Google chairman Eric Schmidt spoke to host Melissa Harris-Perry at Sunday's Education Nation Town Hall about technology in schools.
A high school in White Plains, New York, has taken the controversial step of going all-digital, eliminating paper textbooks and replacing them with laptops. Where some critics see concerns about the digital divide and functionality, Google Executive Chairman Eric Schmidt sees future employees. “We’re going to hire these students,” he immediately responded upon watching a video of the students in White Plains. “We need more of these sorts of people.”
Schmidt expressed enthusiasm for the turn towards digital classrooms in his discussion with host Melissa Harris-Perry at MSNBC’s Education Nation Student Town Hall last Sunday. He praised the emergence of technology in schools for offering students a wealth of information otherwise unavailable to them. “When I was a student,” Schmidt related, “you knew essentially nothing except what was in the textbook and what your teacher told you. Now you can literally know everything.”
But Schmidt suggested that the utility of technology might be part of a larger change in the structure of our education system. He believes many students are bored throughout the school day, and hopes the introduction of technology means they can convert that boredom into learning–with the caveat that young students must resist games and instead pursue scholastic interests. His vision leaves the role of teachers in the classroom unclear.
In response to a student question, Schmidt shared that he does not believe the digital divide is a problem; rather, the question will be how teachers incorporate digital technology. That may be a hard directive for schools with technology far behind the latest standards due to a lack of funding, particularly given the rapid rate at which technology progresses.
“Pretty much everybody has got access to computer of one kind or another,” said Schmidt. Yet the quality and quantity of those computers dramatically change their utility in the classroom. According to a February Pew survey, more than half of teachers of lowest income students describe lack of access to digital technology as a “major challenge” to incorporating digital tools into classroom teaching. And 39% of students from low-income households characterize their schools as “behind the curve” in using digital tools.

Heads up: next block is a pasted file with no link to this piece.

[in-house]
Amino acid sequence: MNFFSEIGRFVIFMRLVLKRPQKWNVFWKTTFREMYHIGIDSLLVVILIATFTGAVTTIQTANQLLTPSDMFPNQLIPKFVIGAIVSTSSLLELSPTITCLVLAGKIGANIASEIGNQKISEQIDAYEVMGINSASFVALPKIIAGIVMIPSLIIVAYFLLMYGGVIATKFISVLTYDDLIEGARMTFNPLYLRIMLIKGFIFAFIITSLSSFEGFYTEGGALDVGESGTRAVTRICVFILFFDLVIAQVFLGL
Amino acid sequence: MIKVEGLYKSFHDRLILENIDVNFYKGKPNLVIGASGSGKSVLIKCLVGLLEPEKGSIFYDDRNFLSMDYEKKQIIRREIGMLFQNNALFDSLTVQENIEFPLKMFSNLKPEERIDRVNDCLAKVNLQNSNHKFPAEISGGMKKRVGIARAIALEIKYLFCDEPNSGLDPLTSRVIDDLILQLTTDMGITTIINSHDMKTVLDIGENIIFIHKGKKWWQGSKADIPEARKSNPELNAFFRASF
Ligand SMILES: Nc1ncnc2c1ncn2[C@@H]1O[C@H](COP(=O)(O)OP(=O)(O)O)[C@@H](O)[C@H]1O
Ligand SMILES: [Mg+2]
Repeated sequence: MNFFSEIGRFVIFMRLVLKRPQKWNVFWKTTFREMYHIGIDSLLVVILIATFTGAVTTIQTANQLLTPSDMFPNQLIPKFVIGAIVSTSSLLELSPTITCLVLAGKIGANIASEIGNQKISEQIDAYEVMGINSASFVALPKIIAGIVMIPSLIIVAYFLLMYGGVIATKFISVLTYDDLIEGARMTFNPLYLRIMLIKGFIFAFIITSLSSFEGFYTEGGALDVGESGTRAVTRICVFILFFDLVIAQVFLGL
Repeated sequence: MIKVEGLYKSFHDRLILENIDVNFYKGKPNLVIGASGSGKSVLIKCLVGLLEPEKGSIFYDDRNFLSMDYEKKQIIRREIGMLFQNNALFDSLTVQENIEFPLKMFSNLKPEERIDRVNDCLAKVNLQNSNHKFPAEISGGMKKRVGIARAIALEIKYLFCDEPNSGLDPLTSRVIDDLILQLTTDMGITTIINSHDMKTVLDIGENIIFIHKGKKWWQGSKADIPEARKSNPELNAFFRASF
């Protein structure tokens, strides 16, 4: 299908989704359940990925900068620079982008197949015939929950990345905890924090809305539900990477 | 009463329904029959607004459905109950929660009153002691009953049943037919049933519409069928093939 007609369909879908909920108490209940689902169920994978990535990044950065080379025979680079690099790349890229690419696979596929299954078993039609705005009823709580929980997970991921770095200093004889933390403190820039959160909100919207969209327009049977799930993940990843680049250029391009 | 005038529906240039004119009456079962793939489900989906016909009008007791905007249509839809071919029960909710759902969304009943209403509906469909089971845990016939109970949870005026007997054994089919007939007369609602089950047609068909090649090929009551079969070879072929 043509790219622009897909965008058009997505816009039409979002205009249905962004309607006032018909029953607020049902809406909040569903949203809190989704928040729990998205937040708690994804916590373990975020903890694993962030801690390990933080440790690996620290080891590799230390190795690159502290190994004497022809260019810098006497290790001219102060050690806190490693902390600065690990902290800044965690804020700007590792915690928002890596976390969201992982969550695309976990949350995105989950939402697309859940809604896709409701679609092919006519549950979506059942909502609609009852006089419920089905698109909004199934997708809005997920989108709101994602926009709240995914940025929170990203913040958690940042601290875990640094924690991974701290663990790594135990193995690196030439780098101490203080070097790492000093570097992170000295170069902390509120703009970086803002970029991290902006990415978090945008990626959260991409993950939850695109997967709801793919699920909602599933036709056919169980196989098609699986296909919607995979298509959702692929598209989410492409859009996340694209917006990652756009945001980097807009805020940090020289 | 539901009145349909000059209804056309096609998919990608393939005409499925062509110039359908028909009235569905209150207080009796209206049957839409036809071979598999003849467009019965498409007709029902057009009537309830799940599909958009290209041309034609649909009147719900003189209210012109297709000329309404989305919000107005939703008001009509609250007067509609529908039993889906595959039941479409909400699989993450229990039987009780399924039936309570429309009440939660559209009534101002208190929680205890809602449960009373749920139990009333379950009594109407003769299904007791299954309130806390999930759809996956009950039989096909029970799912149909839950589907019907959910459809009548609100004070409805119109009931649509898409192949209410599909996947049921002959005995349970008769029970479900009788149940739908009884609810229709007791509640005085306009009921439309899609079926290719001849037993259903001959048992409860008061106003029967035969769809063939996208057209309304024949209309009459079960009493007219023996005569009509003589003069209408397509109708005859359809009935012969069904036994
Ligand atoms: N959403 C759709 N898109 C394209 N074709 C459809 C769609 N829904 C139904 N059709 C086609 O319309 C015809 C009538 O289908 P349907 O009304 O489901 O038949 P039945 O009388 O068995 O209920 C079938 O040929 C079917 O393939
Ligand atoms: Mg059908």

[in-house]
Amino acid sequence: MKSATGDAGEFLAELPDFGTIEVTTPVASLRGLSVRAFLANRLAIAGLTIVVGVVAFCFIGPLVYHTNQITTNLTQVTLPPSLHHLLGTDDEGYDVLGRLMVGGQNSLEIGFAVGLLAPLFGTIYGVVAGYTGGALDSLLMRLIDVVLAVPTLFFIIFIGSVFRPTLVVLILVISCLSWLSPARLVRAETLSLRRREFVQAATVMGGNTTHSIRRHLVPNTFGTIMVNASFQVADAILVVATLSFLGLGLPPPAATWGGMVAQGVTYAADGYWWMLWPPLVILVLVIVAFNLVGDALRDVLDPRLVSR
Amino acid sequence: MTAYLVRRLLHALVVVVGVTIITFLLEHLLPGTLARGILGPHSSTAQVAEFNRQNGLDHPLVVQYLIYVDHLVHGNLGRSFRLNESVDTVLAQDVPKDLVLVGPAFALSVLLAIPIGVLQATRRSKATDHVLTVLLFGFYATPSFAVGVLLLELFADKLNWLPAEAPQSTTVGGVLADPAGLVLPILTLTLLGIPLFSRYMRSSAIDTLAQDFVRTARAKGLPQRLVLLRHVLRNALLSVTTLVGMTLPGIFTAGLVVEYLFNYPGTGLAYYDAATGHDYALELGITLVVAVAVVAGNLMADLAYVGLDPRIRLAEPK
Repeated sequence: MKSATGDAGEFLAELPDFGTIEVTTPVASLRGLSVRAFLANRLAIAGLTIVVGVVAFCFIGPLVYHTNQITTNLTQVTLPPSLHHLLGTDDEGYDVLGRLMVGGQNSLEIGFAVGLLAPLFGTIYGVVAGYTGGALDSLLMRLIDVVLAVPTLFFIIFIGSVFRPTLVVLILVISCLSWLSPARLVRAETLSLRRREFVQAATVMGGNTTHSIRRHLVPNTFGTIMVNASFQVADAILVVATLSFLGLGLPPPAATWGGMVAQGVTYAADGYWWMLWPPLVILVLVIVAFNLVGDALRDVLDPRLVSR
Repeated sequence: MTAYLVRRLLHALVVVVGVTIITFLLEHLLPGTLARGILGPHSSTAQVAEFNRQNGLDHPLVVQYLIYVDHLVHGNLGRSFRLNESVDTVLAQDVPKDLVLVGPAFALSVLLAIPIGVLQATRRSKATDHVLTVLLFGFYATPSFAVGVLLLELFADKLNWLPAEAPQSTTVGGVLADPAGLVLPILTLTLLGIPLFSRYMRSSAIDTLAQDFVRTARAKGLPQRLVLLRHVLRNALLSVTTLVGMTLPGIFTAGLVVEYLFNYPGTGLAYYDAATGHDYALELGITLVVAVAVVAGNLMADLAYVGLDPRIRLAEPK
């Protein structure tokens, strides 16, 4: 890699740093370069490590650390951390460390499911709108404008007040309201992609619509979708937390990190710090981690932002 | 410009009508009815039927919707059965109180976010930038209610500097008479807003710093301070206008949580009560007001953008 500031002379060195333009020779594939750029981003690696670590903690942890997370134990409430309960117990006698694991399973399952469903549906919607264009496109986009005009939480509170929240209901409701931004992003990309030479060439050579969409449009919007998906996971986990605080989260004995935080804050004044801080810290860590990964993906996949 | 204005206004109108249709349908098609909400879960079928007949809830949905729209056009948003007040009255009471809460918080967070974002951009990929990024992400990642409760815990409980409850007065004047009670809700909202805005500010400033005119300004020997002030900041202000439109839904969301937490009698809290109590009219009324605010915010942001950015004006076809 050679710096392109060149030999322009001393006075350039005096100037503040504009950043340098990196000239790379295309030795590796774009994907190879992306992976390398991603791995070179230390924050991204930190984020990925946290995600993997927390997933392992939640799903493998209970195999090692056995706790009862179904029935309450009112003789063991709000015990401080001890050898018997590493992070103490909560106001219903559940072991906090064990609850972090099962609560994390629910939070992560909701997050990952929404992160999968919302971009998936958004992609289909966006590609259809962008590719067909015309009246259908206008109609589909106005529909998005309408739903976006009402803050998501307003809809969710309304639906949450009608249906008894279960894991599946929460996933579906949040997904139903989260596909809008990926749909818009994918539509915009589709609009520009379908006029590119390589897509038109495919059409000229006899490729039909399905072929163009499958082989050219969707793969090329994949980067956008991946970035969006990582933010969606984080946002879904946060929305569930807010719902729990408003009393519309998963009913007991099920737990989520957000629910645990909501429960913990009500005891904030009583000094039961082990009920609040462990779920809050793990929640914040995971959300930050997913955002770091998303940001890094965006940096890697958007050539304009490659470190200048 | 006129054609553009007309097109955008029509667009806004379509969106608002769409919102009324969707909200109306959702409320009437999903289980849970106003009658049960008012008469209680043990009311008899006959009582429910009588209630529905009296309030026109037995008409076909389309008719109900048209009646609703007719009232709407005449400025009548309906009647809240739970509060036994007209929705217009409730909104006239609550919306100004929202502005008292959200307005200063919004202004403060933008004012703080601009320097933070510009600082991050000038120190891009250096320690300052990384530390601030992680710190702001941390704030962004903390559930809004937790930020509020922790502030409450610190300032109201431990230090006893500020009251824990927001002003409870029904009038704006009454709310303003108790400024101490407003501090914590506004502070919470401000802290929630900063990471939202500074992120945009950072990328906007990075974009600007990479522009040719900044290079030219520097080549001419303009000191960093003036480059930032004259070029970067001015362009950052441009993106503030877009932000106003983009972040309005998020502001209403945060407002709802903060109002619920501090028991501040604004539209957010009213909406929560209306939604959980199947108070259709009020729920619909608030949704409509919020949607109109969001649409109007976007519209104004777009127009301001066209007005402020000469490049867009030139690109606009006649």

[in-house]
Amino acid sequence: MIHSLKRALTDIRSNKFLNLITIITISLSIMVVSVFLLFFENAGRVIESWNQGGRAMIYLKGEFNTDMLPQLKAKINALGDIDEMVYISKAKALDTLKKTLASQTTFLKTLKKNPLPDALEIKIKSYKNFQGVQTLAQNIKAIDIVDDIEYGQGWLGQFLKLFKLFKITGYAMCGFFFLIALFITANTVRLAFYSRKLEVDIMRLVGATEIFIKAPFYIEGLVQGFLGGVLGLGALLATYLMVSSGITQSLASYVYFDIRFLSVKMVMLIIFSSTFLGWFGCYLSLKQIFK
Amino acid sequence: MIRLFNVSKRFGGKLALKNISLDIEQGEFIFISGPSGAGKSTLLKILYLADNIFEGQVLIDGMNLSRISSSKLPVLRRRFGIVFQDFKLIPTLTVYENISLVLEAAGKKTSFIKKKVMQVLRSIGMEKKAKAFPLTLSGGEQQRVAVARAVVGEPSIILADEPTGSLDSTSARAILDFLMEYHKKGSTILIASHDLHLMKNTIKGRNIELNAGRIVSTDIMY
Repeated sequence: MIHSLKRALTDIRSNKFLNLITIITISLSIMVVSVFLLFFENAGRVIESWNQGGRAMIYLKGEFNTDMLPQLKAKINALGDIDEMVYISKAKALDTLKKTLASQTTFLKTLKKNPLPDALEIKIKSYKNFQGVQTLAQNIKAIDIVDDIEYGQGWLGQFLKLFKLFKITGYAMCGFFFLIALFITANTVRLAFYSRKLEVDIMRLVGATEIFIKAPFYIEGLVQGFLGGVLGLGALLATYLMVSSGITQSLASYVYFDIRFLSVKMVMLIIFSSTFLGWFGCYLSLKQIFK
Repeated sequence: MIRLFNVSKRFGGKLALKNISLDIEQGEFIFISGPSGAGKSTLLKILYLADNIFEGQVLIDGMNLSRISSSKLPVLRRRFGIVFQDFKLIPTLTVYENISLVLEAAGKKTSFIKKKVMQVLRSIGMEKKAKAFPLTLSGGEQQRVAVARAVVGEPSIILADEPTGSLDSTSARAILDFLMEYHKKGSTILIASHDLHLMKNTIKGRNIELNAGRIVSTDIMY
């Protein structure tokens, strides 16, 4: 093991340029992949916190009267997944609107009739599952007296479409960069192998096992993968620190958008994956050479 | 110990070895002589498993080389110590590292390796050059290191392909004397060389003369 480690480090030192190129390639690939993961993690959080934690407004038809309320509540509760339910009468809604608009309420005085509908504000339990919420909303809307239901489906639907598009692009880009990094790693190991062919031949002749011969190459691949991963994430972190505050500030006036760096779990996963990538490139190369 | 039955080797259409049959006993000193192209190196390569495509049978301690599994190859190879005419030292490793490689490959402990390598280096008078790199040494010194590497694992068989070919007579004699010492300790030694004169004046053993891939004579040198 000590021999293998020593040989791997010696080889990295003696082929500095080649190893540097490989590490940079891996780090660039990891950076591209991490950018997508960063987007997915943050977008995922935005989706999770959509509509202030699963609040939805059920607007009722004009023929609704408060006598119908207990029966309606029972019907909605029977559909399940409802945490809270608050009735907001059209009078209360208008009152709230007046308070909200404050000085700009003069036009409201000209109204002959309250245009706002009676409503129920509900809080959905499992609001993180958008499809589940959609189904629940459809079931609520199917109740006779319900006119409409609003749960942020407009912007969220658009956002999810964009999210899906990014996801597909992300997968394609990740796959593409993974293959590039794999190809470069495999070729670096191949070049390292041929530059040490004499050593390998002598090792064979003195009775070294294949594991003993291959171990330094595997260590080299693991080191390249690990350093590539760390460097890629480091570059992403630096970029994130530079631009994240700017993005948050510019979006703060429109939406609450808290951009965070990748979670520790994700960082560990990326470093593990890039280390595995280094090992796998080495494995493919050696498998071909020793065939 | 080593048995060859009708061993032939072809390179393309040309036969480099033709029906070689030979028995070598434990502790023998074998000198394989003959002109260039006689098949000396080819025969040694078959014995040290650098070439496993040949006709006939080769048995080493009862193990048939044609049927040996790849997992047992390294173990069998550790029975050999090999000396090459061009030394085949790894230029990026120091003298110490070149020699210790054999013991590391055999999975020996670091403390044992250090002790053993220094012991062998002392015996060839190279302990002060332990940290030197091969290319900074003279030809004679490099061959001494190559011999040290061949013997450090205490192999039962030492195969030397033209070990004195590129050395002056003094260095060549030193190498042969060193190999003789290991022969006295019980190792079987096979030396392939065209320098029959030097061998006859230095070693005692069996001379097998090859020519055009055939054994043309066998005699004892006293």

Schmidt also rejected the notion that moving technology into schools creates a profit incentive for companies who create the software and products schools purchase. “There’s relatively little money to be made,” he said. But with a $10 billion textbook industry, according to the Association of American Publishers, there seems to be a lot of money to be made by pioneering digital education software and the hardware it comes on. “What we would pay in this country to corporations to fix the education system and make it easiest for everyone to be brilliant” asked Schmidt on Sunday. The answer may be in the millions, if that “fix” is the turn towards digital classrooms. Amplify, an education-based division of News Corp. that develops tablets and software for schools, has already received a handful of multi-million dollar contracts, including one worth at least $16 million from Guilford County in North Carolina, and a $12.5 million contract from Smarter Balanced Assessment Consortium to develop tests for the Common Core.
Schmidt did convey some concern about the move towards digital classrooms after being asked by a student about its impact on analytical and critical thinking. “I worry about the loss of deep reading,” he said. “Are you taking the hours it takes to read a long and hard book? I suspect we’re losing that.”